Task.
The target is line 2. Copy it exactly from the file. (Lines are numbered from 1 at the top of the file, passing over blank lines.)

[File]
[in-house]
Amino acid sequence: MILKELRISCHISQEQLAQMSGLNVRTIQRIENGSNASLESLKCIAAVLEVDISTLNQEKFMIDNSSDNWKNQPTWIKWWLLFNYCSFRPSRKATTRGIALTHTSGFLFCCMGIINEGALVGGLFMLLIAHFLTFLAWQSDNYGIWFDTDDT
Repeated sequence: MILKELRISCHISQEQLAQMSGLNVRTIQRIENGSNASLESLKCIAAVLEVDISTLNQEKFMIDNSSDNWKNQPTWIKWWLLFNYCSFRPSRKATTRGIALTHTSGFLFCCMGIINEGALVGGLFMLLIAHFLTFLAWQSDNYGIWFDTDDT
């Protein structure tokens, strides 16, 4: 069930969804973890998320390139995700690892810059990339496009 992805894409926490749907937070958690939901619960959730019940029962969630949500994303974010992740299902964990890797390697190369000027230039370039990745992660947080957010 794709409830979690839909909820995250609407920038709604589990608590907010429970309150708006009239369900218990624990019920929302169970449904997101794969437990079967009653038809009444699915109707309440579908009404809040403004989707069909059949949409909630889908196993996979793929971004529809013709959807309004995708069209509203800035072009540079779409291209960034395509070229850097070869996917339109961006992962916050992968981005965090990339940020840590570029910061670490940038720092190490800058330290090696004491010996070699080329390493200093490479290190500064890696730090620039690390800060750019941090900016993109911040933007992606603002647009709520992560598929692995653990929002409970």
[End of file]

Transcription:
Amino acid sequence: MILKELRISCHISQEQLAQMSGLNVRTIQRIENGSNASLESLKCIAAVLEVDISTLNQEKFMIDNSSDNWKNQPTWIKWWLLFNYCSFRPSRKATTRGIALTHTSGFLFCCMGIINEGALVGGLFMLLIAHFLTFLAWQSDNYGIWFDTDDT